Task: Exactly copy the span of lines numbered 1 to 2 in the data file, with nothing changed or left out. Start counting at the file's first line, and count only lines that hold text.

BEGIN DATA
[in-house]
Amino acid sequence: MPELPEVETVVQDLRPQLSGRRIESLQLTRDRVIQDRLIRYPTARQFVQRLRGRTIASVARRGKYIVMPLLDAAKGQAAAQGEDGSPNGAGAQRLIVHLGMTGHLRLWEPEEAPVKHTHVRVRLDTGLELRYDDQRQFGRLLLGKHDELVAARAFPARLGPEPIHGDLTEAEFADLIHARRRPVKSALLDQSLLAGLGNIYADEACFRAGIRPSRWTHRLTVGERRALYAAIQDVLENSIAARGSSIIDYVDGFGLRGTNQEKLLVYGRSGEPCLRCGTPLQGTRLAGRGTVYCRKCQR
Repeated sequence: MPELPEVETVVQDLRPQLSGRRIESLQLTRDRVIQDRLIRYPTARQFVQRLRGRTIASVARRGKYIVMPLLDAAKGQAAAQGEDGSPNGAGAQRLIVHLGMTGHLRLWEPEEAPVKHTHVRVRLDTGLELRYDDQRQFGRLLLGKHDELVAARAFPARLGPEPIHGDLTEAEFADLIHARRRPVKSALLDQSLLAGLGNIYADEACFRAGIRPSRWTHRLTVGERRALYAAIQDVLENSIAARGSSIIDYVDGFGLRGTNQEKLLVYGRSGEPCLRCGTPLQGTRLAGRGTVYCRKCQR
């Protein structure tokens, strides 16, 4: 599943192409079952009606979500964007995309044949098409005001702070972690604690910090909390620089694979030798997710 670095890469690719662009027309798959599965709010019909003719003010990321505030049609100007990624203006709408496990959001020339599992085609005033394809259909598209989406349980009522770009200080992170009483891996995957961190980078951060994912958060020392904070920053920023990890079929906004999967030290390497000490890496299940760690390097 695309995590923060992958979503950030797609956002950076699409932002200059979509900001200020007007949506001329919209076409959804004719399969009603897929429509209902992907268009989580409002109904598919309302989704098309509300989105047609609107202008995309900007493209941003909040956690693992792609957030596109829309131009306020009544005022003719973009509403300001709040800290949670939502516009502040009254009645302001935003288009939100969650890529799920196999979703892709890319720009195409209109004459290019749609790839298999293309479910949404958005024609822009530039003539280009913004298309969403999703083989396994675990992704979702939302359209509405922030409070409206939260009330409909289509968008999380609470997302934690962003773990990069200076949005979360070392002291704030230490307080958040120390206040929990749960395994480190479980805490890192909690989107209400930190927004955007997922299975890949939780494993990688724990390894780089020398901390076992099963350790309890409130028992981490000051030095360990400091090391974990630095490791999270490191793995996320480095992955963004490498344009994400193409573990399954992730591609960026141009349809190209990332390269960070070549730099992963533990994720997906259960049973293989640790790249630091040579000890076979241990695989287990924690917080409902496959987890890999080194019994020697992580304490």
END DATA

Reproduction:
[in-house]
Amino acid sequence: MPELPEVETVVQDLRPQLSGRRIESLQLTRDRVIQDRLIRYPTARQFVQRLRGRTIASVARRGKYIVMPLLDAAKGQAAAQGEDGSPNGAGAQRLIVHLGMTGHLRLWEPEEAPVKHTHVRVRLDTGLELRYDDQRQFGRLLLGKHDELVAARAFPARLGPEPIHGDLTEAEFADLIHARRRPVKSALLDQSLLAGLGNIYADEACFRAGIRPSRWTHRLTVGERRALYAAIQDVLENSIAARGSSIIDYVDGFGLRGTNQEKLLVYGRSGEPCLRCGTPLQGTRLAGRGTVYCRKCQR